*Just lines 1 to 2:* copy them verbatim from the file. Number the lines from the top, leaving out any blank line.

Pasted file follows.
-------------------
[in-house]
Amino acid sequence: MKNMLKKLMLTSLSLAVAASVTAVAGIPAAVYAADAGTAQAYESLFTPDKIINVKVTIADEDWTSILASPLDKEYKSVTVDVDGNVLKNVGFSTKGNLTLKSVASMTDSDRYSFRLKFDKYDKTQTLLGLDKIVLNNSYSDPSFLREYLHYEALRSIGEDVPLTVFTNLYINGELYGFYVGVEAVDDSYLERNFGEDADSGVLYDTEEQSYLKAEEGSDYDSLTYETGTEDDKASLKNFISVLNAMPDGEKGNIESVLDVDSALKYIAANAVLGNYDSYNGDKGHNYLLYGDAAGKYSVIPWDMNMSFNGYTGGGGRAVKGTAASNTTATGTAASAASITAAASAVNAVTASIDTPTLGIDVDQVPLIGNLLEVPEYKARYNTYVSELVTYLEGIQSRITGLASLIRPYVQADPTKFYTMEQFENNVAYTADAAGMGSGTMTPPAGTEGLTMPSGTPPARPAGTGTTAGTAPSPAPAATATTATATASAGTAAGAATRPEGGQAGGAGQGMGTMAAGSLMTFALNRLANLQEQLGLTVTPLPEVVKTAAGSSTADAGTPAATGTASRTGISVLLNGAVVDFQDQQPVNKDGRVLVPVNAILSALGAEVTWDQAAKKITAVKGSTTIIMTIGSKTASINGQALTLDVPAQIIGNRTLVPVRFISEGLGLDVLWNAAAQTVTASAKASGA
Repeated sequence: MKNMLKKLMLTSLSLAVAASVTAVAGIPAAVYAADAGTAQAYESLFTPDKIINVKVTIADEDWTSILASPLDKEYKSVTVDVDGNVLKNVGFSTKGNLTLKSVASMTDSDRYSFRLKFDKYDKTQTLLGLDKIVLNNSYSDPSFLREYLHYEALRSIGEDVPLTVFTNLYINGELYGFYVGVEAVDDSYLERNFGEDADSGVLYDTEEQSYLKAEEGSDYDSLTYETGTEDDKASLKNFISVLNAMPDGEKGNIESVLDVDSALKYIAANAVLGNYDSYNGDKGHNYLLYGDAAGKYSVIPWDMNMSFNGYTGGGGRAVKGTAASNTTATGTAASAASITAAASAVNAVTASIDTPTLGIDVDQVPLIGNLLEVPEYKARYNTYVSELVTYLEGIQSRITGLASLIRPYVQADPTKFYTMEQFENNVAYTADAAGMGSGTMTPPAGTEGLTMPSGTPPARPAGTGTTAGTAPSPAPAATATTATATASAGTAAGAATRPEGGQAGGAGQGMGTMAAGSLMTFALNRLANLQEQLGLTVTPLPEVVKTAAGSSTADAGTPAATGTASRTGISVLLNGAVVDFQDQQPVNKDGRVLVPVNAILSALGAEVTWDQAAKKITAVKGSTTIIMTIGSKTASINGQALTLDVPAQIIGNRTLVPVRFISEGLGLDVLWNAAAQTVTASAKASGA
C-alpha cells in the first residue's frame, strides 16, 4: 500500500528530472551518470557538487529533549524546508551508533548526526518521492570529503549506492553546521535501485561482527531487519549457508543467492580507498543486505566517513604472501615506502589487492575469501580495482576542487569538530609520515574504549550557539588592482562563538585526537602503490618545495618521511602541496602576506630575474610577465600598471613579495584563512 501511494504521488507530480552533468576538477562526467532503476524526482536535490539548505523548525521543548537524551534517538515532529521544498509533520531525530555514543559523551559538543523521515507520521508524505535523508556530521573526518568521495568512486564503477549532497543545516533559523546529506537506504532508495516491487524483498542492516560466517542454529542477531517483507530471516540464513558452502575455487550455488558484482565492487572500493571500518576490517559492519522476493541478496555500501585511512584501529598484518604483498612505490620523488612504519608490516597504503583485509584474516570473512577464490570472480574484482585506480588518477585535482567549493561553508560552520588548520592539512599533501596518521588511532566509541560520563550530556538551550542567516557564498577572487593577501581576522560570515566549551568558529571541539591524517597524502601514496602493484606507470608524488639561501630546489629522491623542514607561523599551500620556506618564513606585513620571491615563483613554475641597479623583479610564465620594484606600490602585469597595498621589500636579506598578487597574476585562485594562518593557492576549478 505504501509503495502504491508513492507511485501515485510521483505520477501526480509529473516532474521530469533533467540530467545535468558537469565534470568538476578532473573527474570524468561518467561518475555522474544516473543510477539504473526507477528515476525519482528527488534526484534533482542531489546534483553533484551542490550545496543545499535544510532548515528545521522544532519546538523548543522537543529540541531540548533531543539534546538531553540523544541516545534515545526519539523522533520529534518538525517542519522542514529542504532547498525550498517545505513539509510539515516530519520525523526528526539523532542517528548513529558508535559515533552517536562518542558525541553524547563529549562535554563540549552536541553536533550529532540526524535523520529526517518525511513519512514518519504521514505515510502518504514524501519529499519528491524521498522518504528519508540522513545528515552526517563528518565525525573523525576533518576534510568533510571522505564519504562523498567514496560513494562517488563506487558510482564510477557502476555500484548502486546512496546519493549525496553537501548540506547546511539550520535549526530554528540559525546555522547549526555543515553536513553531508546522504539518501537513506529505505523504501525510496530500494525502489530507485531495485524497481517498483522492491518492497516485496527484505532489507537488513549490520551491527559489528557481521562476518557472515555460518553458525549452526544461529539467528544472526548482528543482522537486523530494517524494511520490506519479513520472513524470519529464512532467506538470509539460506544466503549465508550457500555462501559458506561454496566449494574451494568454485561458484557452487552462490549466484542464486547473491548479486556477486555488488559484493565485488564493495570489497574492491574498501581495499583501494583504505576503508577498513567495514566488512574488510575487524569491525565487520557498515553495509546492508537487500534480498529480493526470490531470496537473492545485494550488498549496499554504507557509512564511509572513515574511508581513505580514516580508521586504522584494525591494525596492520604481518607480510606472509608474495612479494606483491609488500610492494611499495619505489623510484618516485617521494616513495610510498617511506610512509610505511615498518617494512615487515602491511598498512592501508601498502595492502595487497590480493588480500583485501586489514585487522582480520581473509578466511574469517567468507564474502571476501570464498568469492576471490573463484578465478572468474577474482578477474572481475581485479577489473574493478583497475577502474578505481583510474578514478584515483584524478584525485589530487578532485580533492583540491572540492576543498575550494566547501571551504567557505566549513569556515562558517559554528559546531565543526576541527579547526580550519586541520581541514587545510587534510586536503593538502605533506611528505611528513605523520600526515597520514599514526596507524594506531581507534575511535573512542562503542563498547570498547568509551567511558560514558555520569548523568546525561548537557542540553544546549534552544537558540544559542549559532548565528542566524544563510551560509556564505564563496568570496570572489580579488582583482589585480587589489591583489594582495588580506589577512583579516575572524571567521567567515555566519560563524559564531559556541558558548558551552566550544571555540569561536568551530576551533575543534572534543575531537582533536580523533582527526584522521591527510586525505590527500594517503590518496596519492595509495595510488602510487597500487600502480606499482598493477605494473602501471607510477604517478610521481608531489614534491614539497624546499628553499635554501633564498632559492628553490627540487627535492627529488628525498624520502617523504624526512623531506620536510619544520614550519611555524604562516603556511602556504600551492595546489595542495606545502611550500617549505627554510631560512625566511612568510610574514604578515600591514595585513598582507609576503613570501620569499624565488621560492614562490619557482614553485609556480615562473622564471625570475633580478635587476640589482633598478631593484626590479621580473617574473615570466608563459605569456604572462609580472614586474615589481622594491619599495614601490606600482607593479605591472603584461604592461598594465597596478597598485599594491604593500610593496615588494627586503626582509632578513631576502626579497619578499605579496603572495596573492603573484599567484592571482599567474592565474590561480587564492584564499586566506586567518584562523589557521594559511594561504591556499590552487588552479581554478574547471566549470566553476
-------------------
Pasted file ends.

[in-house]
Amino acid sequence: MKNMLKKLMLTSLSLAVAASVTAVAGIPAAVYAADAGTAQAYESLFTPDKIINVKVTIADEDWTSILASPLDKEYKSVTVDVDGNVLKNVGFSTKGNLTLKSVASMTDSDRYSFRLKFDKYDKTQTLLGLDKIVLNNSYSDPSFLREYLHYEALRSIGEDVPLTVFTNLYINGELYGFYVGVEAVDDSYLERNFGEDADSGVLYDTEEQSYLKAEEGSDYDSLTYETGTEDDKASLKNFISVLNAMPDGEKGNIESVLDVDSALKYIAANAVLGNYDSYNGDKGHNYLLYGDAAGKYSVIPWDMNMSFNGYTGGGGRAVKGTAASNTTATGTAASAASITAAASAVNAVTASIDTPTLGIDVDQVPLIGNLLEVPEYKARYNTYVSELVTYLEGIQSRITGLASLIRPYVQADPTKFYTMEQFENNVAYTADAAGMGSGTMTPPAGTEGLTMPSGTPPARPAGTGTTAGTAPSPAPAATATTATATASAGTAAGAATRPEGGQAGGAGQGMGTMAAGSLMTFALNRLANLQEQLGLTVTPLPEVVKTAAGSSTADAGTPAATGTASRTGISVLLNGAVVDFQDQQPVNKDGRVLVPVNAILSALGAEVTWDQAAKKITAVKGSTTIIMTIGSKTASINGQALTLDVPAQIIGNRTLVPVRFISEGLGLDVLWNAAAQTVTASAKASGA